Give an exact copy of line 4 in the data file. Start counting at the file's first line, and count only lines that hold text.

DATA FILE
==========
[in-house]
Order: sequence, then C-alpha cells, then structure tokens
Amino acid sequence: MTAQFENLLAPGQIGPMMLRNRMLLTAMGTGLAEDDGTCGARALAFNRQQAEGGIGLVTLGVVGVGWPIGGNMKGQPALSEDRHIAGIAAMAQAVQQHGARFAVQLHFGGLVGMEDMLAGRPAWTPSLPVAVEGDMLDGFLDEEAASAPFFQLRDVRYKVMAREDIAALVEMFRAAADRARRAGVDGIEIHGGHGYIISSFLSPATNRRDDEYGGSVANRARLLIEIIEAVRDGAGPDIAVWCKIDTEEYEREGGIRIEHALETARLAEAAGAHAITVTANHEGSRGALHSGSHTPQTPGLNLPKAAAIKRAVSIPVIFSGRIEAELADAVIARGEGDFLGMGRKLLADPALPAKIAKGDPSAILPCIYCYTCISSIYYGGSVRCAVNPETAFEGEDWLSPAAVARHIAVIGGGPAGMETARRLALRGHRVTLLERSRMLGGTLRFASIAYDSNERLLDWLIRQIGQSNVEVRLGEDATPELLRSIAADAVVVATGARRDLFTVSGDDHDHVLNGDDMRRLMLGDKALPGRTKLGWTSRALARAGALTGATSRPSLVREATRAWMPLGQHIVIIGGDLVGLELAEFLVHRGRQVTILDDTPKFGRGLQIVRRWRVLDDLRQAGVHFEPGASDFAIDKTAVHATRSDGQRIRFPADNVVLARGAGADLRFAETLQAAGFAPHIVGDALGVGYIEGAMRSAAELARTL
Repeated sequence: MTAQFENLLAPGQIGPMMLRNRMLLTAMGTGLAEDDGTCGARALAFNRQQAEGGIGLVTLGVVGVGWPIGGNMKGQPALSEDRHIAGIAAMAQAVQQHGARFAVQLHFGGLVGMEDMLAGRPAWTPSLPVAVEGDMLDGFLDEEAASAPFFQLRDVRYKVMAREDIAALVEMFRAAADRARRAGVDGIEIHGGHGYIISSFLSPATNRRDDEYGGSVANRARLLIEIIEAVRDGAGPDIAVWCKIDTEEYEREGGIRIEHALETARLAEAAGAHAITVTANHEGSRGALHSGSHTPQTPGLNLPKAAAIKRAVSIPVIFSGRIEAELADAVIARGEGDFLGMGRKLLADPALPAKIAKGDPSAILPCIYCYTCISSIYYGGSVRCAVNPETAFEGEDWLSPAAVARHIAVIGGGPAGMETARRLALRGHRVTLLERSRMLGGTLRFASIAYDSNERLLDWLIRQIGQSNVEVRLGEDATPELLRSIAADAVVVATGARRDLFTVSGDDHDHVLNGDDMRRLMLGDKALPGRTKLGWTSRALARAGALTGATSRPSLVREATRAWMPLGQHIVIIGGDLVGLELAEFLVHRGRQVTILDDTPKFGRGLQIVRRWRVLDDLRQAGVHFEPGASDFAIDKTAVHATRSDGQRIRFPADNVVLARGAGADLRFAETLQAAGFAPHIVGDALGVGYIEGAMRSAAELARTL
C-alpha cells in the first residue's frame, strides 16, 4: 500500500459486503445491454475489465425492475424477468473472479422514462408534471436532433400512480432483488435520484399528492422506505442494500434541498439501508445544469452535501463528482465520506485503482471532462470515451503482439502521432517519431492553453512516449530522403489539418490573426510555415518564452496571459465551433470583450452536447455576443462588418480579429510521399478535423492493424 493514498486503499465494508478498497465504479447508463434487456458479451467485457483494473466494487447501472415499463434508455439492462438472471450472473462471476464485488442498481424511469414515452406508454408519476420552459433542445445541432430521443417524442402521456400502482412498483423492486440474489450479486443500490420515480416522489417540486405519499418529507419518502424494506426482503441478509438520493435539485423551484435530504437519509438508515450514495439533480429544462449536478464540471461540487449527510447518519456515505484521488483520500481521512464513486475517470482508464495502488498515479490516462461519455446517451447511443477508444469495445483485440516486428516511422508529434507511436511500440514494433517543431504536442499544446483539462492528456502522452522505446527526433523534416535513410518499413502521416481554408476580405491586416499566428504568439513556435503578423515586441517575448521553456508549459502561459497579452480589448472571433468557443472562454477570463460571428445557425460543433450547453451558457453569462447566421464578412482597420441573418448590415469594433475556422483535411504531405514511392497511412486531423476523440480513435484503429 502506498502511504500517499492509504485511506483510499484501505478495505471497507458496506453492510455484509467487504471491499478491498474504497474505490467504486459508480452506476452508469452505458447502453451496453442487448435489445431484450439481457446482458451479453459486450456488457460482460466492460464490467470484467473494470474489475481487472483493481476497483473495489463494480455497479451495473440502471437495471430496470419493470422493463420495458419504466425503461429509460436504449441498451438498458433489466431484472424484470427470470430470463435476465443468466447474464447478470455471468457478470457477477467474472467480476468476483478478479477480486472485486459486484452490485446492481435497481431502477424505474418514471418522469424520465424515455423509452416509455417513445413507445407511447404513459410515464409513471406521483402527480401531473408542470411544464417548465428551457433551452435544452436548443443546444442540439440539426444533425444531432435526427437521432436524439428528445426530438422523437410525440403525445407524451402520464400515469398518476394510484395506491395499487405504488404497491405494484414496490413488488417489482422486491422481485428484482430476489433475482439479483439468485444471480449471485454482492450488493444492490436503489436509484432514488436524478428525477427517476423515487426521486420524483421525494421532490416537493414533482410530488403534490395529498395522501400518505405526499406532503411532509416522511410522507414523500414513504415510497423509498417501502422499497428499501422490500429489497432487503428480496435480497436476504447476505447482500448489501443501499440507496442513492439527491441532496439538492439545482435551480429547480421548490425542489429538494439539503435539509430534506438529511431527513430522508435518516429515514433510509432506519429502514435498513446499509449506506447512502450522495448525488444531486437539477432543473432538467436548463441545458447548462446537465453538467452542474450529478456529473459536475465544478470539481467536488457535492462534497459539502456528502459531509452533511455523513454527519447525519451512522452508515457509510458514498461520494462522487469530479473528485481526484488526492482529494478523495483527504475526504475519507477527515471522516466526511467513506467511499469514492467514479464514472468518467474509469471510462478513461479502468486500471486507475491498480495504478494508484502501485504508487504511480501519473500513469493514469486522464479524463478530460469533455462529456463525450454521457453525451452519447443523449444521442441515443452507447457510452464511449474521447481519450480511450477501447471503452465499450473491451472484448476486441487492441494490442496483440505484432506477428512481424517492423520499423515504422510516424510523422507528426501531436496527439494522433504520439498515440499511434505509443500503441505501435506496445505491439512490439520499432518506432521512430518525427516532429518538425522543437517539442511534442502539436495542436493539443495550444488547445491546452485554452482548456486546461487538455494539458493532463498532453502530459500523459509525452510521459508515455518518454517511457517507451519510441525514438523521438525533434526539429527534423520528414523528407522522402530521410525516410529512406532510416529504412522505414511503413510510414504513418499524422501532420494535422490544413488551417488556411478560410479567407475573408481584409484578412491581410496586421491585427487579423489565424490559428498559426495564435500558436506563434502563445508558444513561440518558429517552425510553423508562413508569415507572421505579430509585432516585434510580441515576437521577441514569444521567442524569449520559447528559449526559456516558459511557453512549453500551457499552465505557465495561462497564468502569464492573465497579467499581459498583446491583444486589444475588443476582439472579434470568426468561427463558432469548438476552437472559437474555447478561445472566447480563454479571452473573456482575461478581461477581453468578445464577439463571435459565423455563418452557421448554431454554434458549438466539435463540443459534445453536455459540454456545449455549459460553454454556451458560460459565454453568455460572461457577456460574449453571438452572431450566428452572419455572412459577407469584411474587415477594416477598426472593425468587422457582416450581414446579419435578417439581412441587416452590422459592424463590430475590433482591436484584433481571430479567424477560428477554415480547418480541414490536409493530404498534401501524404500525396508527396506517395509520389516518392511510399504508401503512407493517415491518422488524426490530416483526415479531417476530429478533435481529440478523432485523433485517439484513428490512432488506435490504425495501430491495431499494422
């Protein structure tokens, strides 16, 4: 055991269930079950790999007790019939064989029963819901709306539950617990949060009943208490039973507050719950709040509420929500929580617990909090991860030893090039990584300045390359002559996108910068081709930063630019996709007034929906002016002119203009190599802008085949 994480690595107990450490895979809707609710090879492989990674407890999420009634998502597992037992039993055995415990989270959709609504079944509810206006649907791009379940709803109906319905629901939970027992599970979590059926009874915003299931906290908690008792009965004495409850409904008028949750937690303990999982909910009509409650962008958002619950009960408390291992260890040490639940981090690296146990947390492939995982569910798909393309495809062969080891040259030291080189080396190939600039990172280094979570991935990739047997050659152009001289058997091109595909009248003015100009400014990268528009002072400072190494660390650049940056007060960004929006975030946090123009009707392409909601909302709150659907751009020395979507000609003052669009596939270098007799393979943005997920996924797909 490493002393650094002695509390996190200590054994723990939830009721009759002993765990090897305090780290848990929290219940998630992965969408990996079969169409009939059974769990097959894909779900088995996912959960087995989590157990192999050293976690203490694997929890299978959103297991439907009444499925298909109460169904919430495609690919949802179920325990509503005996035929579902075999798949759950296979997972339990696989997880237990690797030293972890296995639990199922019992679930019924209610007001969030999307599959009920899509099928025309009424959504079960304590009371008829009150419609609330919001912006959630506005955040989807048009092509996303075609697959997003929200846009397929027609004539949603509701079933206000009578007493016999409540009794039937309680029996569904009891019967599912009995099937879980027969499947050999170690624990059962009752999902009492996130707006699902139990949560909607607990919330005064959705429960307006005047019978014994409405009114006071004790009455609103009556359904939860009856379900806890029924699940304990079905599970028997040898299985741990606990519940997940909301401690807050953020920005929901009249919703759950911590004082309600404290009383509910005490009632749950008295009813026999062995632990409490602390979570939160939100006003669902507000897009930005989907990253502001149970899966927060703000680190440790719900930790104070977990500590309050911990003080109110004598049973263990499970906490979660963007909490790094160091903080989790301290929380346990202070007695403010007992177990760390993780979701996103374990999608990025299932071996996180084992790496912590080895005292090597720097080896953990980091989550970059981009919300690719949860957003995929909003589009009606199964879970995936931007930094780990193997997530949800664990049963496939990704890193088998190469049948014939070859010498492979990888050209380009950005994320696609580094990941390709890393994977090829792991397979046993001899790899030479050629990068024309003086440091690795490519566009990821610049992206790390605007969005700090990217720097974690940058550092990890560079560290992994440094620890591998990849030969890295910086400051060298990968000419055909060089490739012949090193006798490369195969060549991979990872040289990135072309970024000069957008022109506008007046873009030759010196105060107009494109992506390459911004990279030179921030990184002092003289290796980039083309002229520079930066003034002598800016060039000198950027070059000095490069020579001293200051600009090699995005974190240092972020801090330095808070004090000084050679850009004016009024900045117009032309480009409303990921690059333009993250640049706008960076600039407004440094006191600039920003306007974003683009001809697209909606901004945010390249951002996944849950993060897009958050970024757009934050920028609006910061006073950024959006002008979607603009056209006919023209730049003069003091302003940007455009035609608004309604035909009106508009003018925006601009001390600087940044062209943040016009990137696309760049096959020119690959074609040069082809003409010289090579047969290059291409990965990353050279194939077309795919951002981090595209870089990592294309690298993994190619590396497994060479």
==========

Repeated sequence: MTAQFENLLAPGQIGPMMLRNRMLLTAMGTGLAEDDGTCGARALAFNRQQAEGGIGLVTLGVVGVGWPIGGNMKGQPALSEDRHIAGIAAMAQAVQQHGARFAVQLHFGGLVGMEDMLAGRPAWTPSLPVAVEGDMLDGFLDEEAASAPFFQLRDVRYKVMAREDIAALVEMFRAAADRARRAGVDGIEIHGGHGYIISSFLSPATNRRDDEYGGSVANRARLLIEIIEAVRDGAGPDIAVWCKIDTEEYEREGGIRIEHALETARLAEAAGAHAITVTANHEGSRGALHSGSHTPQTPGLNLPKAAAIKRAVSIPVIFSGRIEAELADAVIARGEGDFLGMGRKLLADPALPAKIAKGDPSAILPCIYCYTCISSIYYGGSVRCAVNPETAFEGEDWLSPAAVARHIAVIGGGPAGMETARRLALRGHRVTLLERSRMLGGTLRFASIAYDSNERLLDWLIRQIGQSNVEVRLGEDATPELLRSIAADAVVVATGARRDLFTVSGDDHDHVLNGDDMRRLMLGDKALPGRTKLGWTSRALARAGALTGATSRPSLVREATRAWMPLGQHIVIIGGDLVGLELAEFLVHRGRQVTILDDTPKFGRGLQIVRRWRVLDDLRQAGVHFEPGASDFAIDKTAVHATRSDGQRIRFPADNVVLARGAGADLRFAETLQAAGFAPHIVGDALGVGYIEGAMRSAAELARTL